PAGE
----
As one of the few bands to survive the 1980s, Duran Duran comes
the stone pillars of a lost generation -- a bit worn but with enough
to remind us of the best moments of those years. On its latest
Medazzaland, the band -- now down to two of its original
members -- shows that although its bright New Romantic colors
have faded, it's still capable of occasional brilliance.
Founding bassist John Taylor sidestepped Duran Duran during
production of Medazzaland. In his absence, former Missing
Persons member Warren Cuccurullo stepped in to pull double
on bass and guitars. Simon LeBon's voice is heavily treated at
times, and his lyrics don't penetrate like they used to, but he's still
capable. Nick Rhodes' layered keyboard work, combined with
Cuccurullo's production, creates a richly faceted sound
with clever samples, industrial touches, and enough hooks to
(mostly) pull it off.
The album kicks off with a series of clinchers, from the ga-ga pop
Bang Generation" and the modern rock radio hit "Electric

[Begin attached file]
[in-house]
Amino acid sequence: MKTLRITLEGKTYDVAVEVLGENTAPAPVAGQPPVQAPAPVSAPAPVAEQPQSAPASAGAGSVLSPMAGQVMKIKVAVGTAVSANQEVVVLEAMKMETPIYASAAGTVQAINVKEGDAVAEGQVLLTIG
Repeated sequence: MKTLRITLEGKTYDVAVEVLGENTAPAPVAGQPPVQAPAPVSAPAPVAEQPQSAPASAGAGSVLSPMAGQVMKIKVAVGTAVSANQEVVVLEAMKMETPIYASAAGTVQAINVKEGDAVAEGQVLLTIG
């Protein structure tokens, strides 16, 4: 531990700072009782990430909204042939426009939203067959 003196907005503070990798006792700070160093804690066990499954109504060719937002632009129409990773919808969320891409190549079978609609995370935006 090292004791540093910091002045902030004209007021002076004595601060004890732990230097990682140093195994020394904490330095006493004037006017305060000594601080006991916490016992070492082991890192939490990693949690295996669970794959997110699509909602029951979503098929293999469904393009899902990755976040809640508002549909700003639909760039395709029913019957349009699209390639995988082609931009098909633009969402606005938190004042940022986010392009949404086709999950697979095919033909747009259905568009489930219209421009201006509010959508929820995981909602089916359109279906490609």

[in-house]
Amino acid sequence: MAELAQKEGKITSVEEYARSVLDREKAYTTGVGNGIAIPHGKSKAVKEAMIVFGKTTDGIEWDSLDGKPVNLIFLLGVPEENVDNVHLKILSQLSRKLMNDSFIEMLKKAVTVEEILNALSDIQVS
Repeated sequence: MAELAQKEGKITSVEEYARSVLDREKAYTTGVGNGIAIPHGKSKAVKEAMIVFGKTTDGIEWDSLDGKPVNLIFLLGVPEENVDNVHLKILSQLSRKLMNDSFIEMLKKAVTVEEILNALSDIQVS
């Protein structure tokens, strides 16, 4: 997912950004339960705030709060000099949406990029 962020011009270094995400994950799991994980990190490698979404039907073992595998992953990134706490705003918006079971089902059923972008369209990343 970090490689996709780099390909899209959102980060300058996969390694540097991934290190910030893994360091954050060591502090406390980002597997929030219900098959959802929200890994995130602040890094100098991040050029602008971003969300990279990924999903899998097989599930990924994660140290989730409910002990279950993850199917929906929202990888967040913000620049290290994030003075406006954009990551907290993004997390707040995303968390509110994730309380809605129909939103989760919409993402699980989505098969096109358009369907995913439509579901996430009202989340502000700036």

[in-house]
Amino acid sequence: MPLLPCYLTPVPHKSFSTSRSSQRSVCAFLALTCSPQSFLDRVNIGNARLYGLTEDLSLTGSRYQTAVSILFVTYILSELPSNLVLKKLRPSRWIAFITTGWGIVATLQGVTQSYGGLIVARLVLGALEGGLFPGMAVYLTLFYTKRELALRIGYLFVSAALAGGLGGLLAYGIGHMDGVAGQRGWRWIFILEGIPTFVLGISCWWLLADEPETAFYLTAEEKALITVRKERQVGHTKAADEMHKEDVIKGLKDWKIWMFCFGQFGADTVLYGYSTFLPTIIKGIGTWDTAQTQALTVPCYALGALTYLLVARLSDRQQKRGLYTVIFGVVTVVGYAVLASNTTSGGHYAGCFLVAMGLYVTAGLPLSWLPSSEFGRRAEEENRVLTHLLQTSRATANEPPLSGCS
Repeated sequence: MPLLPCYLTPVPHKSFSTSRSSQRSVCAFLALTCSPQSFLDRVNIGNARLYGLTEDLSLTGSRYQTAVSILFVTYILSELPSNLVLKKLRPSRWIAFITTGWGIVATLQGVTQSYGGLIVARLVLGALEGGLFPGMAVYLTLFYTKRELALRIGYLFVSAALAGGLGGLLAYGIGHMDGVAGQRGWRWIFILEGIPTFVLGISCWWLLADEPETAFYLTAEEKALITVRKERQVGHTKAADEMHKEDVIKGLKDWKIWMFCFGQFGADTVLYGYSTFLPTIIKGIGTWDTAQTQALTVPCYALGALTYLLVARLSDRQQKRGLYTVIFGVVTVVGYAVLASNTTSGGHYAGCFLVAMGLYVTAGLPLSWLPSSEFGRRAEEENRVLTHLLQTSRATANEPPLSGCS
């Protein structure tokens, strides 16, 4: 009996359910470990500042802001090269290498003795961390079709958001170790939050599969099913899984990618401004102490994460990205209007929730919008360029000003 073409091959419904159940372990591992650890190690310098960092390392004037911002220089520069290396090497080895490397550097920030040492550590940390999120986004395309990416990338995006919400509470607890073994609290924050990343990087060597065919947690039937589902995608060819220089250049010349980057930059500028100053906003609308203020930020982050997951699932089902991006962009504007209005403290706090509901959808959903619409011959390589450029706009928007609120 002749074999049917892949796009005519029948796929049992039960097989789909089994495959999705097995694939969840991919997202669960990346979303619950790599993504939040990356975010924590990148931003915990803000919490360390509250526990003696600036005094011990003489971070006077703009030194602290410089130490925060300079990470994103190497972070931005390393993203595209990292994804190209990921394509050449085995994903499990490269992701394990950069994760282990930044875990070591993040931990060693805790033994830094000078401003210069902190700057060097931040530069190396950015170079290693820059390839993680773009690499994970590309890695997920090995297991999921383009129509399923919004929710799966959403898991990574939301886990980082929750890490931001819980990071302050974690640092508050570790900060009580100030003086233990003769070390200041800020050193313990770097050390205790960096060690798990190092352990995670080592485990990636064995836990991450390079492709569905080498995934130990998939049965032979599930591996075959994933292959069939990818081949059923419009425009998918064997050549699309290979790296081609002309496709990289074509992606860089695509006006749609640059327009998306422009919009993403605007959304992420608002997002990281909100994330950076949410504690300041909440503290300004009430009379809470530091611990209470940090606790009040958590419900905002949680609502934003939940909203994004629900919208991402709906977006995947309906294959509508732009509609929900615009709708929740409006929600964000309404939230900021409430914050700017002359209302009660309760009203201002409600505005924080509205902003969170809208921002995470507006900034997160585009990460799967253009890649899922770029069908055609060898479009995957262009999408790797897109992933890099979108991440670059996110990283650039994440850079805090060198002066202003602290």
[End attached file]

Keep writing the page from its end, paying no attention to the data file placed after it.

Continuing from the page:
Barbarella" to the plush balladry of
My Mind." Songs like these introduce Duran Duran's recent
traditional Indian sounds, from the ragaesque riffs on "Generation"
otherworldly tabla and santoor on "Mind."
Unfortunately, from there the album moves into a series of
such as "Who Do You Think You Are?" and "Silva Halo," a poor
refrain compared with 1982's "sing blue silver" from "The
Chauffeur." "Be My Icon" is probably the most unlistenable tune,
with its pager samples, droning instrumentation and awkward
vocals. Although "Michael, You've Got a Lot to Answer For" uplifts
the record with its acoustic themes, "Midnight Sun" and "So Long
Suicide" drag it down again.
Medazzaland is an album that has some gorgeous, fun
moments but that, ultimately, suffers from its attempts to move
beyond the confines of Duran
Duran's traditional sound. Still, it's good to see this band refusing
up the ghost.